With LHV pension funds mightily grabbing market share of late, and those of Nordea a bit less mightily, this past year the biggies Swedbank and SEB have started to snatch it back.
Pension Centre data says that, year-on-year (compared to last May, to be precise), SEB and Swedbank pension funds investors have increased 1.6 and a whopping 3.4 percent, respectively. As for all the rest, they shrunk somewhat.
As admitted by SEB Asset Management (Varahaldus) board member Sven Kunsing, they did better at the second pillar swap as in times before.
«Let’s not draw too far-reaching conclusions. We are just doing our job and, we may say, these past years it has borne fruit,» Mr Kunsing put it modest.
Last summer, Nordea pension funds took over those of Ergo. Even so, Nordea now has 2.5 percent less active investors than Ergo and Nordea put together, a year ago. According to Nordea Pensions Estonia AS chief Angelika Tagel, it is reasonable to compare the end of 2013 to the end of 2014, or some later date.
«Nordea assumed management of Ergo pension funds starting September 1st 2014, meaning that during eight months of 2014 customer loyalty of these funds was not for Nordea to guarantee,» explained Ms Tagel.
«The period also includes two swap dates out of three. Thus, a comparison of beginning and end of calendar year 2014 does not fully reflect pension funds and client relationship quality at Nordea,» she said.
Ms Tagel went on to say that the only time more people left Nordea funds was at the final swap opportunity in 2014, which was rather according to expectations regarding the developments last year.
«Reasons for customers leaving are not always financial by nature. In accumulation of pensions, clients are also influenced by convenience and other emotional aspects, on top of rational arguments,» underlined Ms Tagel.
Danske Capital CEO Silja Saar said they have shed about half thousand investors over the past 12 months. «For this, there were three reasons. Firstly, the number of clients that retire keeps increasing. Secondly, we have to observe the movement of clients between the various funds,» said Ms Saar.
According to her, throughout the years the results of Danske’s pension funds have stayed competitive, while the risk/gain ratio has been the best.
«Regrettably, not always the arguments cited to lure clients come with substance. For instance: with some clients, a fund’s historically high yield continues to works as a sales point,» bemoaned Ms Saar. «This, people perceive as promise of higher earnings in the future, but this has nothing to do with the future,» she said.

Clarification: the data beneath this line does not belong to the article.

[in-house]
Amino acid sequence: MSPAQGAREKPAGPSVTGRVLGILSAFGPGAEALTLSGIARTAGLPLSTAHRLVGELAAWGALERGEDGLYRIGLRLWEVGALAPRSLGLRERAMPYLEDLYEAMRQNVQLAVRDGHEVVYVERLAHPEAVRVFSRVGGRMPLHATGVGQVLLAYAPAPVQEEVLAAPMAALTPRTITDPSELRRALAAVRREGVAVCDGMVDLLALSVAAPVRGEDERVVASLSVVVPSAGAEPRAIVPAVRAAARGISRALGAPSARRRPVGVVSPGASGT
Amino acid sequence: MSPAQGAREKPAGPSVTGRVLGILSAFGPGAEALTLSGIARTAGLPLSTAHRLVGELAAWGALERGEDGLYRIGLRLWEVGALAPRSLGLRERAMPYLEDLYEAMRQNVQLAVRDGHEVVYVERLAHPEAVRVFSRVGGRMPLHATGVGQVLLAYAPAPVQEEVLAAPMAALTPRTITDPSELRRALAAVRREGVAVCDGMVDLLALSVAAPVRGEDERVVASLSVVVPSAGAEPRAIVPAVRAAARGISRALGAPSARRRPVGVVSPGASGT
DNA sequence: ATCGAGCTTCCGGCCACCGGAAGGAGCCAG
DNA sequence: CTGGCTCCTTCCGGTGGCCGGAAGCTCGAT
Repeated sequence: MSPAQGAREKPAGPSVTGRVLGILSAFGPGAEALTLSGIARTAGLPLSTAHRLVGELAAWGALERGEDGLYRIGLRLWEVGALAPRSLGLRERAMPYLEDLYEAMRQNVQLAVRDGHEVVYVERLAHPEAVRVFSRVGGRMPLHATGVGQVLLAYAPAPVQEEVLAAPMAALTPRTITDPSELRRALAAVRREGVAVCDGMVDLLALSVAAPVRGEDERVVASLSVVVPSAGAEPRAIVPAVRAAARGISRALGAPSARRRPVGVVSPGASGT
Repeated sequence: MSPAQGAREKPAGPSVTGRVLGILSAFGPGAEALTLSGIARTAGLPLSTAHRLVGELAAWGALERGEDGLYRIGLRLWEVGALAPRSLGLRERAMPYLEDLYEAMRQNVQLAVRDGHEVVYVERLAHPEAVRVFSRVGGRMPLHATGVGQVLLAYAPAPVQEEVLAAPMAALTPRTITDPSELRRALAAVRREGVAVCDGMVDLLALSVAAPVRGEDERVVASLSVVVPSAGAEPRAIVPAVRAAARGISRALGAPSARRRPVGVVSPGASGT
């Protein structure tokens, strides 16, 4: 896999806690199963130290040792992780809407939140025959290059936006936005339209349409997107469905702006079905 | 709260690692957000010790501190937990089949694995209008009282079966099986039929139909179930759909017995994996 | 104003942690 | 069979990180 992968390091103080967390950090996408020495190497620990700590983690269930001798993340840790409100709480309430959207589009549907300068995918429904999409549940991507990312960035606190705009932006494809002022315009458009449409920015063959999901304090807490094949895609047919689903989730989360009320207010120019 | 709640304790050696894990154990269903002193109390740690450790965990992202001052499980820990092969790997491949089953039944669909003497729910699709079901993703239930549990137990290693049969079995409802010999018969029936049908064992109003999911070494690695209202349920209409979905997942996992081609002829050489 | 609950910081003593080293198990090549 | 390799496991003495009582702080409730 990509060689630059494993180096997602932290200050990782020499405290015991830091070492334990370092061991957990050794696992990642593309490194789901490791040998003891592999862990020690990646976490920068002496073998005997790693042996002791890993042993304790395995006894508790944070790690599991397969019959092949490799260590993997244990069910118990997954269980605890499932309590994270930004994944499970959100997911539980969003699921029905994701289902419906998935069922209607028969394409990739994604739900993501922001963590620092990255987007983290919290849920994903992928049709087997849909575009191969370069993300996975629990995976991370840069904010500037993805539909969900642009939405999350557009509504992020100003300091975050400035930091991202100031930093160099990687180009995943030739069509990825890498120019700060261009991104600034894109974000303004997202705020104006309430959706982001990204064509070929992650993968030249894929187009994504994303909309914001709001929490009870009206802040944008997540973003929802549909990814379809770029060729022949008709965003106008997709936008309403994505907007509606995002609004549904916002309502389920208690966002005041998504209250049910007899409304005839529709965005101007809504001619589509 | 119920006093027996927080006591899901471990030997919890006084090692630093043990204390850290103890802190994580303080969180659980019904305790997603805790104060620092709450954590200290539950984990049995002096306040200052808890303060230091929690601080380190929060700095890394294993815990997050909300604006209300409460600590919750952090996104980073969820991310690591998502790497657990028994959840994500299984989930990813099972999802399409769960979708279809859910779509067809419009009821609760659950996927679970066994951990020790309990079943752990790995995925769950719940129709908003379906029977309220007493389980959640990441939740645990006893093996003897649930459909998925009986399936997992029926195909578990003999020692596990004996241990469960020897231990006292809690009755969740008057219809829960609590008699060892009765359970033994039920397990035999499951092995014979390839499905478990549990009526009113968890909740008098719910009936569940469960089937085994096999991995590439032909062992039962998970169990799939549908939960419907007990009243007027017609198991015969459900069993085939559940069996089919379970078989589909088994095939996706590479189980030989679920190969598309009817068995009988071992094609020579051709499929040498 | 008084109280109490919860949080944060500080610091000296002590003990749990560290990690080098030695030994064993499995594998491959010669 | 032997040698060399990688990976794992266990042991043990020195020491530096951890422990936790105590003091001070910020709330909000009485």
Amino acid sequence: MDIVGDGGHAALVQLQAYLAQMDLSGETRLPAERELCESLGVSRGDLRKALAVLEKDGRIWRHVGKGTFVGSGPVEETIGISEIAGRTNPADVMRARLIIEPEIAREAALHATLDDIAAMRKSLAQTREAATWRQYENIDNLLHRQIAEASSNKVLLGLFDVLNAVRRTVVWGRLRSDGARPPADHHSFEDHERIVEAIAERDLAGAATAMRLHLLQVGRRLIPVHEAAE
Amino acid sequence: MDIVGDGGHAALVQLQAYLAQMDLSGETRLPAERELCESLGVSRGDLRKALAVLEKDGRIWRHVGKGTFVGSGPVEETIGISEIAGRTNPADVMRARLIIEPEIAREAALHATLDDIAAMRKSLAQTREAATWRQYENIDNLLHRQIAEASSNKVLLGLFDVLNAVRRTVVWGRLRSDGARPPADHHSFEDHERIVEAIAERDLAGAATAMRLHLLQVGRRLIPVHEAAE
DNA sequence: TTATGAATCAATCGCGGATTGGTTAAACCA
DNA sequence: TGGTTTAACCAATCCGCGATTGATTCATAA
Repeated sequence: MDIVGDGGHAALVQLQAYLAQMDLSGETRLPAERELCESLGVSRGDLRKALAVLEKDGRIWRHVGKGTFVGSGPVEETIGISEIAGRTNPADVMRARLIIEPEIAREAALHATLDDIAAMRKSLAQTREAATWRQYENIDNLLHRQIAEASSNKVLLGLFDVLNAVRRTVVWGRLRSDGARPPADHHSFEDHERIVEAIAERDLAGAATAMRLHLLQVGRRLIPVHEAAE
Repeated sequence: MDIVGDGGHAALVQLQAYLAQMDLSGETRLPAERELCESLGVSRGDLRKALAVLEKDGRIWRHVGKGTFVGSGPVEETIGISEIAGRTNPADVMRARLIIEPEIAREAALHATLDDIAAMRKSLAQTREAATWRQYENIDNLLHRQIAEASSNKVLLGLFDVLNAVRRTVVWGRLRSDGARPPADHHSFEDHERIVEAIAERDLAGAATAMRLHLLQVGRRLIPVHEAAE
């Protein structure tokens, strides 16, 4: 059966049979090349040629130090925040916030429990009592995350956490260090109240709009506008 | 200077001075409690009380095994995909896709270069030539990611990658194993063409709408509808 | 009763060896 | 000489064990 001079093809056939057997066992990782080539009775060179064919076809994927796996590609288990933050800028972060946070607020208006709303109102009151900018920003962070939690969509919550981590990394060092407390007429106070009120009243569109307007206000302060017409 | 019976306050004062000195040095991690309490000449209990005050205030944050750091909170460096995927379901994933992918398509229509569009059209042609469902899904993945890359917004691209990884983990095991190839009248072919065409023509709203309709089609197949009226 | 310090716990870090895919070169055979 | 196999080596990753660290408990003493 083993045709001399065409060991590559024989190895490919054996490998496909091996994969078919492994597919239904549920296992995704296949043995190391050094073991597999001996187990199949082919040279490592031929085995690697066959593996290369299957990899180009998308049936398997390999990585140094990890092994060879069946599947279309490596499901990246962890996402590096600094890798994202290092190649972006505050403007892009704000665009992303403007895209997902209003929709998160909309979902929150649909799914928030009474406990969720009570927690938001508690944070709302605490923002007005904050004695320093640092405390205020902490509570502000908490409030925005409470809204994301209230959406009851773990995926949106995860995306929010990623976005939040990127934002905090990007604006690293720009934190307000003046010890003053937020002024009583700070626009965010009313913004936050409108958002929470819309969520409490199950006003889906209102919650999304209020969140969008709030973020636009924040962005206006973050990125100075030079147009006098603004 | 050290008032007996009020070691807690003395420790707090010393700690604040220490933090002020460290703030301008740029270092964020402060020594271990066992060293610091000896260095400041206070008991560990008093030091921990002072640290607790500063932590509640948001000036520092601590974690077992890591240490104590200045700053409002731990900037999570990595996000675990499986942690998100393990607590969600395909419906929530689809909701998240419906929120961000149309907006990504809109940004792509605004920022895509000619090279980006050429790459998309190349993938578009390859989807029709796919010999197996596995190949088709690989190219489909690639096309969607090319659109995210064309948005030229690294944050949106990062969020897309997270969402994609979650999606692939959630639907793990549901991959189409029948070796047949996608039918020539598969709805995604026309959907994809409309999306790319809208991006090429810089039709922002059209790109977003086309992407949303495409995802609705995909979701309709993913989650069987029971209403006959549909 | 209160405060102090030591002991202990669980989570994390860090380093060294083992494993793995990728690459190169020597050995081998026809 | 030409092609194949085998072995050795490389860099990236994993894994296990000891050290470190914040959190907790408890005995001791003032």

On top of that, Ms Saar cited Danske’s under average focus on young people who are the only new clients on the pension market.
In summer already, LHV begun to lose clients. For the first time in at least five years, LHV declined during the last swap-time but one, from August to November. As we know, second pillar funds can be swapped thrice a year and the swap-periods end in March, July and November.
LHV Asset Management CEO Mihkel Oja said that LHV’s investment strategy does markedly differ from that of the competitors – therefore, there are times they are beaten regarding yields.
«Over these past year and a half, out fund manager Andres Viisemann has been quite cautious when investing pension funds assets, because of doubts that there is more to be lost than gained,» explained Mr Oja.
«However, despite the lacklustre economic environment, share prices have edged upwards as buoyed by central banks monetary policy. Still, divergence between real economy and financial markets cannot grow forever. We do not believe that monetary policy can have significant impact on long-term economic growth. There comes the moment when one of the other must change direction. Andres Viisemann fears that the more the stock markets rise, the more they will eventually fall,» he said.
Observing the movement of investors between the funds of varying strategies, one detects that Danske and LHV have seen increase of investors in conservative strategy funds, while SEB and Swedbank have seen an increase with aggressive pension funds. Sven Kunsing says the switch from conservative to more risky comes for various reasons.
«One is definitely that people are a bit more aware of their options and are picking a fund more fitting to their risk profiles. The other (obviously smaller) reason may also be the realisation that in the current interest environment, it is basically no longer possible to make money with bonds (especially so in light of the investment limits set on conservative funds), and the best they can hope for is preservation of nominal value of investment,» said Mr Kunsing.
«This may have swayed some clients, traditionally more risk-averse, to set sights to higher-risk alternatives. And, thirdly, there are some examples of movements in the opposite direction – citing rise of risk assets for six years, they desire to cut that somewhat,» he explained.